ST Aerospace President Tay Kok Khiang
In November of last year, the Singapore- based company celebrated the re- delivery of its 2,500th plane to FedEx.
    "FedEx is a major customer and is supported by ST Aerospace's facilities in the U.S. and Singapore," ST Aerospace President Tay Kok Khiang noted at the contract signing. "We are honored that FedEx has selected us."
   The 757 modification contract, he added, "is a validation of our efforts to be a world- class provider of passenger- to- freighter conversions."

Converted Aircraft Will
Up Payloads, Cut Costs
   MAE's work on Alabama's Gulf Coast will be performed in accordance with a Supplemental Type Certificate (STC) developed by ST Aerospace. (STP is the Federal Aviation Administration's term for its approval of the airworthiness of any major aircraft modification.) The STP is based on data licensed from Boeing. Boeing provided its first passenger- to- freighter conversion services to FedEx in 1999 in the modification of MD- 11s.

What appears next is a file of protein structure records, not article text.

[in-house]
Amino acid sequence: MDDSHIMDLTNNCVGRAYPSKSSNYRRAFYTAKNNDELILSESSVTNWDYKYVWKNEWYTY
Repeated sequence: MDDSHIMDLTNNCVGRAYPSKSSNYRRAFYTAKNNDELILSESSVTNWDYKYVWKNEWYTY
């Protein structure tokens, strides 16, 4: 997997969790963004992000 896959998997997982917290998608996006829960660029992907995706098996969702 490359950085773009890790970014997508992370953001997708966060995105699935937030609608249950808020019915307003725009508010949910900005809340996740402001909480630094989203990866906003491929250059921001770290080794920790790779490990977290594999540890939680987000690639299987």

MAE's passenger- to- freighter conversions on the 757s will include installing side cargo doors, strengthening the main deck floors, and installing rigid cargo barriers and cargo loading systems, Blair explained.
   Boeing launched the 757 series, which included a freighter model, in 1984, discontinuing the series in 2005.
MAE employees work on a FedEx jet inside one of the Mobile-based company's nine hangars.
The 757s that MAE will modify, however, will still mark a major modernization for FedEx. The converted aircraft will replace the Boeing 727, for many years the logistics giant's operational mainstay. FedEx in 1978 began using 727s as its first fleet of dedicated cargo haulers. Boeing introduced the 727 in 1963, stopping production in 1984.
   Despite the fleet upgrade's hefty price tag, the newer and larger planes will provide a major bottom- line payoff, FedEx believes. The 757- 200 can carry payloads 20 percent larger than the 727's, company officials say. The only 15- pallet freighter currently on the market, the 757- 200 has maximum revenue payload capacity of 87,700 pounds (39,465 kilograms).